About a week ago, we took a drive east into the hills, and along the way, I was delighted to find these blooming skunk cabbages growing alongside the road. I’ve seen skunk cabbages before, but this was the first time I was able to see the flowers up close. We stopped briefly on the side of the road so I could take a few photos:
Skunk cabbage (Lysichiton americanus, western skunk cabbage) is easily recognizable with its large green leaves (which can grow up to three feet long) and bold yellow spathes. The spathe is that large yellow “petal”; it’s not a flower at all, but actually a bract (a modified leaf). The flowers are the nodules on the stalk (spadix) that rises up in the middle of the spathe. The plants that we saw were in all stages of development, from just budding out to full bloom to fading away and turning brown.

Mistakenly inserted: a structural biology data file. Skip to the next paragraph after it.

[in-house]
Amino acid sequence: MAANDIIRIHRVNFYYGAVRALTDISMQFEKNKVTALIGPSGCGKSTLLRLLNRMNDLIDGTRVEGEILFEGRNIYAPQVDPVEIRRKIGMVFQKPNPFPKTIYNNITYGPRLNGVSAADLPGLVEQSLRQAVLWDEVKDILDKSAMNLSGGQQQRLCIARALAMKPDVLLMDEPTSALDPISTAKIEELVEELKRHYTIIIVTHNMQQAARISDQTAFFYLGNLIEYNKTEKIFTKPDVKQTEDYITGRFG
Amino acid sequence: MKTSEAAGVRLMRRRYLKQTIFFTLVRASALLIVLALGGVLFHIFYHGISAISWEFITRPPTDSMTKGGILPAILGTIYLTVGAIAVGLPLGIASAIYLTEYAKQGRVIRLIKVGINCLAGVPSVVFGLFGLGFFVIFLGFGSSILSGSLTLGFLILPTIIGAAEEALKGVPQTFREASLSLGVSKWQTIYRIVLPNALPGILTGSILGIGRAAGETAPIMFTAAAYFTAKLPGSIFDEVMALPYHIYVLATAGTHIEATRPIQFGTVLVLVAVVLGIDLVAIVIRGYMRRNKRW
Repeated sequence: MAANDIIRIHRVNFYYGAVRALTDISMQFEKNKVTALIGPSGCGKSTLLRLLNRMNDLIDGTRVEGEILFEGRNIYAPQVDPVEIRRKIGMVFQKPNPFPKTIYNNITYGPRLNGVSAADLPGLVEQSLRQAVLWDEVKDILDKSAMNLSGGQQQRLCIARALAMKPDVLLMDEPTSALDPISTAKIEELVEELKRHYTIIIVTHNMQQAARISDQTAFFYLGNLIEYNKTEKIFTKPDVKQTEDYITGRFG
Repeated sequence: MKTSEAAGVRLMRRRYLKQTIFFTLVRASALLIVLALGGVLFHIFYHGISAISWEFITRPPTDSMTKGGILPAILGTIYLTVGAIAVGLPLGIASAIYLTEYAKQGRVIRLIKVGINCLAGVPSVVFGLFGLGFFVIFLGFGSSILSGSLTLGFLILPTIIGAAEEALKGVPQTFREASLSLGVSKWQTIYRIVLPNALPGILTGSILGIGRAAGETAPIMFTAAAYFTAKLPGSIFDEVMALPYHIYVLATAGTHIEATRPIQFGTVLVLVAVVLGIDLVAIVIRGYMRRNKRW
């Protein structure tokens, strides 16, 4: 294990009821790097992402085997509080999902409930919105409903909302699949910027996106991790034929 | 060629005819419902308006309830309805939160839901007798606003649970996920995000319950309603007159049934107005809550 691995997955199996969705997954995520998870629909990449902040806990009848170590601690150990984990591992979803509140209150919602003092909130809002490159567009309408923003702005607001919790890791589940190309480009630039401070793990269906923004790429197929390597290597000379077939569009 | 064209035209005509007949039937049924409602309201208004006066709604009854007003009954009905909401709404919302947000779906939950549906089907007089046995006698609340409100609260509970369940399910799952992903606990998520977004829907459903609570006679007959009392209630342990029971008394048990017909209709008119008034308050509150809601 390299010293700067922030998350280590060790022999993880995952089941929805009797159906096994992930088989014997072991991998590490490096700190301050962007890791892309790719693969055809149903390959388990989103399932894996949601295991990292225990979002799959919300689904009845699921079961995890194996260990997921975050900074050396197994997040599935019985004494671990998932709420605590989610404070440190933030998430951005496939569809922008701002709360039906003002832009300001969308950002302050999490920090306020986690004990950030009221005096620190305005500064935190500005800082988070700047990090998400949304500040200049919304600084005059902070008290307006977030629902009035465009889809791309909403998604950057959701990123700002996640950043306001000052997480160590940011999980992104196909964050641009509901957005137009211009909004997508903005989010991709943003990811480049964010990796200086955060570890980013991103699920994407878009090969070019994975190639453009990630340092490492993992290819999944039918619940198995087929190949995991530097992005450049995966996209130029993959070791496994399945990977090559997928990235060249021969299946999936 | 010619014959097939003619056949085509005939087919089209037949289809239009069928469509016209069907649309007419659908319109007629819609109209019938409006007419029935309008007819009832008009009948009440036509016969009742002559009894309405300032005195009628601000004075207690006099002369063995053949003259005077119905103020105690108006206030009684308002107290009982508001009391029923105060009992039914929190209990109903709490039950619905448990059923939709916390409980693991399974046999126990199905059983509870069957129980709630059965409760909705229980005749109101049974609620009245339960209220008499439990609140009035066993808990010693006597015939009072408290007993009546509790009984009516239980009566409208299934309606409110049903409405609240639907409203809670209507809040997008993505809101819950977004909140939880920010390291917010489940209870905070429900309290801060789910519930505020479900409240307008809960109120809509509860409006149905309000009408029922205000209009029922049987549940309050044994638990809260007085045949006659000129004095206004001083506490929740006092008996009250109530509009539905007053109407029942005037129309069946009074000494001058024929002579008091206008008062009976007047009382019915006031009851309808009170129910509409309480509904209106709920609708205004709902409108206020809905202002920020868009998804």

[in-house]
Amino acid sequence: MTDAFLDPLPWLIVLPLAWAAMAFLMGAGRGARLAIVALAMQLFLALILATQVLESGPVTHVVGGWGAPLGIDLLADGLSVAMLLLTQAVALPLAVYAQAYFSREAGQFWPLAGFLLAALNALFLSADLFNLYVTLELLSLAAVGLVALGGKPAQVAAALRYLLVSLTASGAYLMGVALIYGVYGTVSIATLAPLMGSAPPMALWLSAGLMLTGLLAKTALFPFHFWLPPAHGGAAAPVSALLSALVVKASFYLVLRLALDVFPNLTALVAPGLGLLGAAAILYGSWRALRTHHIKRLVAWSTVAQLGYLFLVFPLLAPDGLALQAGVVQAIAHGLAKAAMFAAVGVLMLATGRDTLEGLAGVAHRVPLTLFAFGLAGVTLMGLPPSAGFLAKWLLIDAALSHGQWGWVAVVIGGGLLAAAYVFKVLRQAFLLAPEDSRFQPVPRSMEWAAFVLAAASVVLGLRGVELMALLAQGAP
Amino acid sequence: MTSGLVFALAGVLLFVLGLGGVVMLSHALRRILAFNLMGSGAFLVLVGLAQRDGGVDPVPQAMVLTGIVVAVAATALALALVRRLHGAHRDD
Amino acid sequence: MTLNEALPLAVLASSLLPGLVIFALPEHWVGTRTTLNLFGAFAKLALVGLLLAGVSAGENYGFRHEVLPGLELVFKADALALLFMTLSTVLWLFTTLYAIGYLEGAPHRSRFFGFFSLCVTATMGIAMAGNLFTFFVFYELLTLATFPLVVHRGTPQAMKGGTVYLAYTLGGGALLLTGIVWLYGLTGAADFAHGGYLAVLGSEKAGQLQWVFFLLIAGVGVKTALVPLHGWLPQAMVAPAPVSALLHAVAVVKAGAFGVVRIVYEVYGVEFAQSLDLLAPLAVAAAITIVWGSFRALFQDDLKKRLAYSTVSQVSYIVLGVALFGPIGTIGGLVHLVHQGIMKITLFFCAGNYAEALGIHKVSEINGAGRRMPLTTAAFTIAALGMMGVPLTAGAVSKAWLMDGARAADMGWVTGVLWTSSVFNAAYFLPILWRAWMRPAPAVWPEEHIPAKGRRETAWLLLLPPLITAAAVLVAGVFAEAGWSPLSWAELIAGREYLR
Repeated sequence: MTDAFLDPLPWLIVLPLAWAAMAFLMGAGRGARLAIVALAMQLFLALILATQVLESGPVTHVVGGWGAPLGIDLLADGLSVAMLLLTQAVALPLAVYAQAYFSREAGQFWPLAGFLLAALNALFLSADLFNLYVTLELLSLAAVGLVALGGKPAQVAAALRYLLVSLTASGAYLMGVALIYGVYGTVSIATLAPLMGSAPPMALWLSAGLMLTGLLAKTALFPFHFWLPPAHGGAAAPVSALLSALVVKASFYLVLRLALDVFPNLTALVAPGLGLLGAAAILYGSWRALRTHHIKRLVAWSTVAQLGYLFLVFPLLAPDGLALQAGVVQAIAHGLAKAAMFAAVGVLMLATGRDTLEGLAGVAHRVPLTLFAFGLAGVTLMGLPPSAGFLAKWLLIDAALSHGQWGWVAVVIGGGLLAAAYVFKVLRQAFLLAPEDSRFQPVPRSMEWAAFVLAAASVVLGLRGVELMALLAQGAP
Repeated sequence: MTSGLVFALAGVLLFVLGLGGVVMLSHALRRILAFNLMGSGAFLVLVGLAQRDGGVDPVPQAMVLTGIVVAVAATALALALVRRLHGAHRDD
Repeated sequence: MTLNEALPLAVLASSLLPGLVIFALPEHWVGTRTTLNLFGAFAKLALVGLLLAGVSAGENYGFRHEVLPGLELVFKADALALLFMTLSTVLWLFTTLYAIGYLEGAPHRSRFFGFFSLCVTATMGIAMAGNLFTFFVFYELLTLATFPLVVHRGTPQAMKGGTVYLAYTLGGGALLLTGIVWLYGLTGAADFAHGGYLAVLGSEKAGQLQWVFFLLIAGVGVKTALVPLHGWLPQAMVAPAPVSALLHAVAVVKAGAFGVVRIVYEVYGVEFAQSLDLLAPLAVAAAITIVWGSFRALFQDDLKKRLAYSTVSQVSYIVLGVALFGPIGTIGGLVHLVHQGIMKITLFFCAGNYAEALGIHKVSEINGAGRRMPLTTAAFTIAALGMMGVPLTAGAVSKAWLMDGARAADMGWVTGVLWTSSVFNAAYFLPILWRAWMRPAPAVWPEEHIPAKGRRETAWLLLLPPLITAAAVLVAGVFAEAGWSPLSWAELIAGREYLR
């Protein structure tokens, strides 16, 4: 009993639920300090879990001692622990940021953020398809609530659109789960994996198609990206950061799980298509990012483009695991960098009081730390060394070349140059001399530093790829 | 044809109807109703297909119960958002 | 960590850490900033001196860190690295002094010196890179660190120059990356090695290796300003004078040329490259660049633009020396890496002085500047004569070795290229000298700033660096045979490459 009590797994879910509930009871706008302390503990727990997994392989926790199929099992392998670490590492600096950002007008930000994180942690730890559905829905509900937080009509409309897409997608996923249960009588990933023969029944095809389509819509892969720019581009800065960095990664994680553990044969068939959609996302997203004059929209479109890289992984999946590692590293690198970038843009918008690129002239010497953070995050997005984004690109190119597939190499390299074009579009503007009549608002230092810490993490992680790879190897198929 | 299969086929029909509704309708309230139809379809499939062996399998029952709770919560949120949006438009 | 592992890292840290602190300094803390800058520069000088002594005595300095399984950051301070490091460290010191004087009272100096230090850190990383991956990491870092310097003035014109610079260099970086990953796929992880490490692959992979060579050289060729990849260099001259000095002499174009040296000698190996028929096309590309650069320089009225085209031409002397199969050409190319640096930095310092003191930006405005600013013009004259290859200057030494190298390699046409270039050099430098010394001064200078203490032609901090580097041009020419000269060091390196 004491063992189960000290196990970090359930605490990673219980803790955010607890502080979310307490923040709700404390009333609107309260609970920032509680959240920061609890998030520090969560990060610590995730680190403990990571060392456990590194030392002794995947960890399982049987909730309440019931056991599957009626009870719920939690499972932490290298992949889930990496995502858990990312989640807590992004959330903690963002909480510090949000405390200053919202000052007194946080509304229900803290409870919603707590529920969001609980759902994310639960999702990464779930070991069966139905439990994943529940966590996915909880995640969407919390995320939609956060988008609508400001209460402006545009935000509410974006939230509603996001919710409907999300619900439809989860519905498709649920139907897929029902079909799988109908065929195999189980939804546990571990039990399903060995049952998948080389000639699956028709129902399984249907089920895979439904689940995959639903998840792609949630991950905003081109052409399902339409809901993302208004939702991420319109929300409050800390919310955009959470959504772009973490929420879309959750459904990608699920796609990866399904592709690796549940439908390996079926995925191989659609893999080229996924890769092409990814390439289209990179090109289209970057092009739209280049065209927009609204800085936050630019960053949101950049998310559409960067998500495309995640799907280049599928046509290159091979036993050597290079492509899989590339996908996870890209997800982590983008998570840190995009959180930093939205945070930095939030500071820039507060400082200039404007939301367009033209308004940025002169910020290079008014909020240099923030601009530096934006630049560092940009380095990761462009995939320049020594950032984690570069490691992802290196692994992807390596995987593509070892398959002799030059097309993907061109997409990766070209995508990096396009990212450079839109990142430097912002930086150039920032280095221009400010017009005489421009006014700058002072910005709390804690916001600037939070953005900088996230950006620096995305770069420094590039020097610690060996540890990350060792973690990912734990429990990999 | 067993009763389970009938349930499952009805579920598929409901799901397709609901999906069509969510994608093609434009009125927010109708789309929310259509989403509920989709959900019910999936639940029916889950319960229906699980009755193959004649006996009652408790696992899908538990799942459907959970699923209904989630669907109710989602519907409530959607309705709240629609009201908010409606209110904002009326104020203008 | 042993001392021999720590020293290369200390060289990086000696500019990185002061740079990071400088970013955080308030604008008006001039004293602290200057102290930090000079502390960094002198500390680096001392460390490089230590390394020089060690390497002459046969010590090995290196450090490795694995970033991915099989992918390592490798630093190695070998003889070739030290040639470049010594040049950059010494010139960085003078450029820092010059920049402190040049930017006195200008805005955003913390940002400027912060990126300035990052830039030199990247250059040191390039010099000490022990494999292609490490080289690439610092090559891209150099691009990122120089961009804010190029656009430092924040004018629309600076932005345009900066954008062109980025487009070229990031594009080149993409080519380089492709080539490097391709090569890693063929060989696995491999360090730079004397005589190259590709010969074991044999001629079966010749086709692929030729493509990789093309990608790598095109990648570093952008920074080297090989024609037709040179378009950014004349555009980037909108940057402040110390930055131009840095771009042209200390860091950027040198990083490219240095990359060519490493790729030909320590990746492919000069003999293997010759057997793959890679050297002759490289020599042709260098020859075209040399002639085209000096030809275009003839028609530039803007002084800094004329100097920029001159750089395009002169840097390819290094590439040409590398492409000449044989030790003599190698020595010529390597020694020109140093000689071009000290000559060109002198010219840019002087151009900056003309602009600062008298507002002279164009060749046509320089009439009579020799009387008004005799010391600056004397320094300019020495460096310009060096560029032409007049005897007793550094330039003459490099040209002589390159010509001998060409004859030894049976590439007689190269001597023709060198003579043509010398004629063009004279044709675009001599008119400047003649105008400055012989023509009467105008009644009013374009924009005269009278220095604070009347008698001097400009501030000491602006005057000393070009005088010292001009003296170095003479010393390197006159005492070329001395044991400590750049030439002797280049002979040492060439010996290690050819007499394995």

Skunk cabbage grows in wet, swampy areas. In my forest ecology class in university, we were taught that it is an indicator of slow-moving or stagnant water close to the ground surface. At the site where we stopped, the brilliant plants stretched off as far as we could see into the trees. There was also a lot of standing water. Hardly any other vegetation was growing yet so the plants were very noticeable – and I can see now why this species is sometimes called “swamp lantern.”
I am always amazed by how ecosystems here can change in a relatively short distance. Where I live, the landscape is dominated by dry Douglas-fir forests that, as you head south, begin to open up to ponderosa pine savannas and sagebrush grasslands. But, if you head east into the hills instead, you don’t have far to go before you’re in a totally different environment of wetter dense forests of western redcedar and western hemlock, and in the understory, species like this skunk cabbage as well as ferns and thick mosses. It’s a totally different environment from where I live, and it’s only an hour’s drive away.* I feel thankful to live in a region of the world that has such varied ecosystems. It means that there is always something new to discover, even relatively close to home.